Massive farmer protests are taking place in the Netherlands — and German, Italian, Spanish, and Polish farmers are joining out of solidarity — in response to the approval of new environmental regulation proposals by the Dutch government.
The Netherlands is a significant exporter of meat, dairy and eggs, and fruits and vegetables. More than half of Dutch ag exports go to Germany, Belgium, France, and the United Kingdom. Depending on the duration and/or outcome of the protests, demand for U.S.-produced ag goods could increase and prices could rise.
Prices for many of these goods, particularly meat animals, dairy products, and eggs are already at multi-year or even all-time highs — driven up by strong cost increases for U.S. farmers. The positive news for farmers here is that any increase in the prices for U.S. ag goods resulting from these protests will not be accompanied by higher costs, adding to farm profits.
Ag News Highlights
WASDE shows drop in soybean acreage
The World Agriculture Supply and Demand Estimates (WASDE) report for July showed a substantial 135 million bushel cut to soybean production due to reduced soybean acreage (yield estimates were unchanged). The report also showed a 65-million-bushel reduction in soybean exports, which the USDA noted was due to lower supplies.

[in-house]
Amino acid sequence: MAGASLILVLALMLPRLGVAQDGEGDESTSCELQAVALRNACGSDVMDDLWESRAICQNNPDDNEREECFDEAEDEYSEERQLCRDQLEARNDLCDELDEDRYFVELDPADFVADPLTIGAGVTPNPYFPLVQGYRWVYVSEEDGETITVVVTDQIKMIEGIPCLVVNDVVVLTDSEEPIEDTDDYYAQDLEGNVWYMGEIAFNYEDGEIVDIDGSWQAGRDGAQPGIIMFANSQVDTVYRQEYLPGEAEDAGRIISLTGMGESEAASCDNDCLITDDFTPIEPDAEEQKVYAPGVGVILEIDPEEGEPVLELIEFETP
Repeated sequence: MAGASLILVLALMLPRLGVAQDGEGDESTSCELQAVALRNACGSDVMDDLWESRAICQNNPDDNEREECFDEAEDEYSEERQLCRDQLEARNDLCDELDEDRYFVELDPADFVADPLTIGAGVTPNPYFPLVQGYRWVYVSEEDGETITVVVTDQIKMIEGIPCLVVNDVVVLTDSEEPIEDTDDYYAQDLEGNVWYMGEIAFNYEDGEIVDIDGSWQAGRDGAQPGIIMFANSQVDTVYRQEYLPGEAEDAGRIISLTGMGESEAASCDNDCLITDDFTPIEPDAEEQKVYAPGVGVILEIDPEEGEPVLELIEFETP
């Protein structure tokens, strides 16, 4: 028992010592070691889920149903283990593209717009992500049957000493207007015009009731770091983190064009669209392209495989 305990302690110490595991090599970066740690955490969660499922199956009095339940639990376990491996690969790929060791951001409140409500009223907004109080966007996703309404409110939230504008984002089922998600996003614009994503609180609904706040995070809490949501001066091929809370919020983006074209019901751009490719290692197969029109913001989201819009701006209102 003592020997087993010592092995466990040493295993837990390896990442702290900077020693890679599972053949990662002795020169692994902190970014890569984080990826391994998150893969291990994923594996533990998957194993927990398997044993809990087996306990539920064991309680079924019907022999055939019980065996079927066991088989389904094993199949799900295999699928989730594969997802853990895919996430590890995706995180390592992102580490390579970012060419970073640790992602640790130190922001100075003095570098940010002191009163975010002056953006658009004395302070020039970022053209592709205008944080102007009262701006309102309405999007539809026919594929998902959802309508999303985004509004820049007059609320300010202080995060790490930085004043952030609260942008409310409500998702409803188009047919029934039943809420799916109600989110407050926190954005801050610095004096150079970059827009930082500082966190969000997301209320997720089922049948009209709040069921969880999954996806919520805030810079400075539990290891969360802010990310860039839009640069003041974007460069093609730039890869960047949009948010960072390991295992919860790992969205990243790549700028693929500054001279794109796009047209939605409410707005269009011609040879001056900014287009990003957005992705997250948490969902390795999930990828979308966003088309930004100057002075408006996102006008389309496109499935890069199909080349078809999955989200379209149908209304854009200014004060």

Brian Splitt of AgMarket.net says weather is the next important factor to watch with regard to this year’s soybean yield. The current forecast assumes normal weather during prime growing season, so a turn for the worse could result in further downward revisions to soybean production.
Mixed news from USDA crop condition update
According to the latest USDA crop progress report, 64 percent of the U.S. corn crop is in good or excellent condition, unchanged from a week prior and roughly even with a year ago. The Midwest crop is doing far better than average, while Texas and North Carolina are the major growers with the worst crop condition.
Similarly, the soybean crop condition is close to where it was a year ago, with 62 percent in good or excellent condition (compared with 59 percent for the same week in 2021). The spring wheat crop condition has improved in recent weeks and is far ahead of where it was this time last year; 70 percent of the crop is in good or excellent condition versus 16 percent a year ago. Only five percent of the crop is in poor or very poor condition.
Ag Barometer drops further
The Purdue University/CME Group Ag Barometer fell to its lowest level since April 2020 (the lowest since October 2016 excluding Covid shutdown period). Supply chain issues and inflation have made capital investment both difficult and costly, resulting in a record low farm capital investment index.
Additionally, more than half of the survey’s respondents expect their farms to be worse off financially a year from now, which was the most pessimistic response to that question on record. On the upside, short- and long-term expectations for farmland value are very elevated from a historical perspective, but even they have retreated from the highs seen last fall.